How Iron Affects Well-Being and Health

Iron is an essential micronutrient that is involved in the work of many enzymes and is part of hemoglobin, the protein that carries oxygen from the lungs throughout the body. In addition, iron affects the appetite, and well-being of a person, as well as the condition of his skin, hair, and nails. The body cannot produce iron on its own, so it is important to get it from food or supplements. In this material, we will understand how iron deficiency manifests itself, how much iron the body needs in different periods, and what foods will help get iron.

How Iron Affects Well-Being and Health

What happens when there is too little iron?

Symptoms of iron deficiency can be confused with fatigue or the effects of stress, so many people are unaware of the cause of their condition. With an iron deficiency, a person may notice the following symptoms:

  • Weakness, fatigue;
  • Dizziness;
  • Dyspnea;
  • Heart palpitations;
  • The fragility of nails and hair;
  • Paleness of the skin.

The cause of this feeling may be blood loss (for example, after a blood donation or menstruation), an unbalanced diet, or the body's inability to absorb enough iron from food. Iron deficiency can eventually lead to iron deficiency anemia, a condition in which the bone marrow cannot produce enough red blood cells due to iron deficiency. With anemia, the symptoms of iron deficiency increase and impair a person's quality of life.

What happens when there is too much iron?

Excess iron can also harm the body. Taking too much iron supplementation causes poisoning: symptoms include abdominal pain, dizziness, and nausea.

Very high doses of iron can be fatal, especially when taken by children, so it is important to keep iron supplements out of the reach of children.

In addition, excess iron can promote tumor growth in the presence of cancer and increase oxidative stress, which underlies most pathological processes in the human body.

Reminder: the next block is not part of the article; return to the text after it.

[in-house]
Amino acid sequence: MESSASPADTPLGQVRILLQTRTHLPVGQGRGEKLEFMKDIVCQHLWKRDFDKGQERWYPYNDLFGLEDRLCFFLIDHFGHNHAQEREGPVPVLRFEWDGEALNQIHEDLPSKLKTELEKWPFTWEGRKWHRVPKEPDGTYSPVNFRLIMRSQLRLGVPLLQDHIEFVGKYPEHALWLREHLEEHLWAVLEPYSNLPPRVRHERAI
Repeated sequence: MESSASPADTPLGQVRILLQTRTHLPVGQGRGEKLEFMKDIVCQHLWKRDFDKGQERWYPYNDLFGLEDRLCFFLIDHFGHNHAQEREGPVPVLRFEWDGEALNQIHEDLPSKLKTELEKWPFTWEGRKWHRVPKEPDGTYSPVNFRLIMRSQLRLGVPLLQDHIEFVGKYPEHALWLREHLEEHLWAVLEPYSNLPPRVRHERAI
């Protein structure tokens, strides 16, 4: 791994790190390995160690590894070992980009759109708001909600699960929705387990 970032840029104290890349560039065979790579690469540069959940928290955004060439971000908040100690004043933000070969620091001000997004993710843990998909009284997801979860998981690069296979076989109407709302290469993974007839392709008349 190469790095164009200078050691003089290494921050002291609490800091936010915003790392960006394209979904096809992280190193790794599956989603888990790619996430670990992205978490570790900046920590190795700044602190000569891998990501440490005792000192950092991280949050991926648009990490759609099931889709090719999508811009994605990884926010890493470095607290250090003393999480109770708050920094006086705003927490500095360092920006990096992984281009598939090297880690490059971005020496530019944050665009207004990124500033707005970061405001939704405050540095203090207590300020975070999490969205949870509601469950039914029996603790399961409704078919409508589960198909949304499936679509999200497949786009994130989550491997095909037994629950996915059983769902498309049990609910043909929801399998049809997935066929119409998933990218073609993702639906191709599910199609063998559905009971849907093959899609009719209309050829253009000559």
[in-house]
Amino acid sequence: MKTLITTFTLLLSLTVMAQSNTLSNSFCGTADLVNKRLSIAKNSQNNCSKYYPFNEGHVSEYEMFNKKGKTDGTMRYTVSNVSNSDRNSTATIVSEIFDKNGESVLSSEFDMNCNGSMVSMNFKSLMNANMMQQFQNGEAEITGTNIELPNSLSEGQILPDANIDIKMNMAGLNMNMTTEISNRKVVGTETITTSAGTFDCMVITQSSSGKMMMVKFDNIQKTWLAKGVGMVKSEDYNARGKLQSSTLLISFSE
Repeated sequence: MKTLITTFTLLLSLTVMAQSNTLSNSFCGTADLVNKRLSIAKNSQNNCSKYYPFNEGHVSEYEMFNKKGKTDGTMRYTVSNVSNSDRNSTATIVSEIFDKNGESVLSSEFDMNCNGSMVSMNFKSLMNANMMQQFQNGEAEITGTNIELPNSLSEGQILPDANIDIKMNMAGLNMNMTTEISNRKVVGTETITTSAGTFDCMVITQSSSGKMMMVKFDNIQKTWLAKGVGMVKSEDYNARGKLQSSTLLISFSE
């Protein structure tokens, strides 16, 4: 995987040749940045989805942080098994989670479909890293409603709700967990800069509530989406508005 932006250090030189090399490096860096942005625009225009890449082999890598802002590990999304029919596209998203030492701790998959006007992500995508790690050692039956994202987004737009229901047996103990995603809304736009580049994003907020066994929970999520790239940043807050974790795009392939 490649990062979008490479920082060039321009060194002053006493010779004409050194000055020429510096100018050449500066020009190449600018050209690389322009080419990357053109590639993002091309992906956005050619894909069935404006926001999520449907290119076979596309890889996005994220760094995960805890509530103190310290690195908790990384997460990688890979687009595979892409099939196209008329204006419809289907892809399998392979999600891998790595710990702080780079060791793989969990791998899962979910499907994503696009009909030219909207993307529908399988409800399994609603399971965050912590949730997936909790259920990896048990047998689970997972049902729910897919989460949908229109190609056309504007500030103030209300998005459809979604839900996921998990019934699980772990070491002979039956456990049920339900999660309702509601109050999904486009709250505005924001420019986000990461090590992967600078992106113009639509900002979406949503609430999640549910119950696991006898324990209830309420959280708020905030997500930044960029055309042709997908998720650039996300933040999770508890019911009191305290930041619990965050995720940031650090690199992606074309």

How are genetics and iron related?

Sometimes heredity can affect iron levels. Hemochromatosis is a genetic disease in which, due to a breakdown in one gene, the body absorbs much more iron. The trace element accumulates in the liver, heart, and pancreas, which can subsequently damage these organs. However, while many people with hemochromatosis do not show symptoms for their entire lives, others develop symptoms such as joint pain, abdominal pain, and weakness in their 30s and 40s. Treatment consists of prescribing drugs to help remove iron and bloodletting.

Studies show that the TMPRSS6, HFE, and TFR2 genes are associated with iron levels. The TMPRSS6 and HFE genes, for example, help control levels of hepcidin, a protein that balances iron in the body. If the level of iron in the blood becomes low, this protein is produced more slowly, and the person absorbs more iron from food. And another gene - TFR2 - helps to activate hepcidin and is sometimes involved in the uptake of iron by cells.

The Atlas genetic test helps to determine the carrier status of hemochromatosis and the likelihood of transmission of the disease to the next generations. In addition to genetic diseases, the test will also determine how your genotype affects iron absorption.